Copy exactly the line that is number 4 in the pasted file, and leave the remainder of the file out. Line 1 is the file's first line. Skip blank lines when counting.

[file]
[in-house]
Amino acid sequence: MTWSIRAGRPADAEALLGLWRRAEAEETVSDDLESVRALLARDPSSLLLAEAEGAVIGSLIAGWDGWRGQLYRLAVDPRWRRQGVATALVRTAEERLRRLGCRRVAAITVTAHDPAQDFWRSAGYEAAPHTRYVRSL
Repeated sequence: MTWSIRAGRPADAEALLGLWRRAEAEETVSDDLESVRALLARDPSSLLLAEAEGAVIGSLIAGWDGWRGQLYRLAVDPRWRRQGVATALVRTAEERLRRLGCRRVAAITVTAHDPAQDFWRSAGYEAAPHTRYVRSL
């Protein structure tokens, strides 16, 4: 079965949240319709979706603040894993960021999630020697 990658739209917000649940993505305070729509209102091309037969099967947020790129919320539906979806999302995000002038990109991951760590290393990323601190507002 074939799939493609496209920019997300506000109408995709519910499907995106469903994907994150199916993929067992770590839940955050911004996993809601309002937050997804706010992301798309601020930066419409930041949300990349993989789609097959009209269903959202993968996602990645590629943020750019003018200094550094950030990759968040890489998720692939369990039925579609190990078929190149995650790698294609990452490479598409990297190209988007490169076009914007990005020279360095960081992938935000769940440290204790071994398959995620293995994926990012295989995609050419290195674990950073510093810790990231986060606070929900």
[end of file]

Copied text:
């Protein structure tokens, strides 16, 4: 079965949240319709979706603040894993960021999630020697 990658739209917000649940993505305070729509209102091309037969099967947020790129919320539906979806999302995000002038990109991951760590290393990323601190507002 074939799939493609496209920019997300506000109408995709519910499907995106469903994907994150199916993929067992770590839940955050911004996993809601309002937050997804706010992301798309601020930066419409930041949300990349993989789609097959009209269903959202993968996602990645590629943020750019003018200094550094950030990759968040890489998720692939369990039925579609190990078929190149995650790698294609990452490479598409990297190209988007490169076009914007990005020279360095960081992938935000769940440290204790071994398959995620293995994926990012295989995609050419290195674990950073510093810790990231986060606070929900």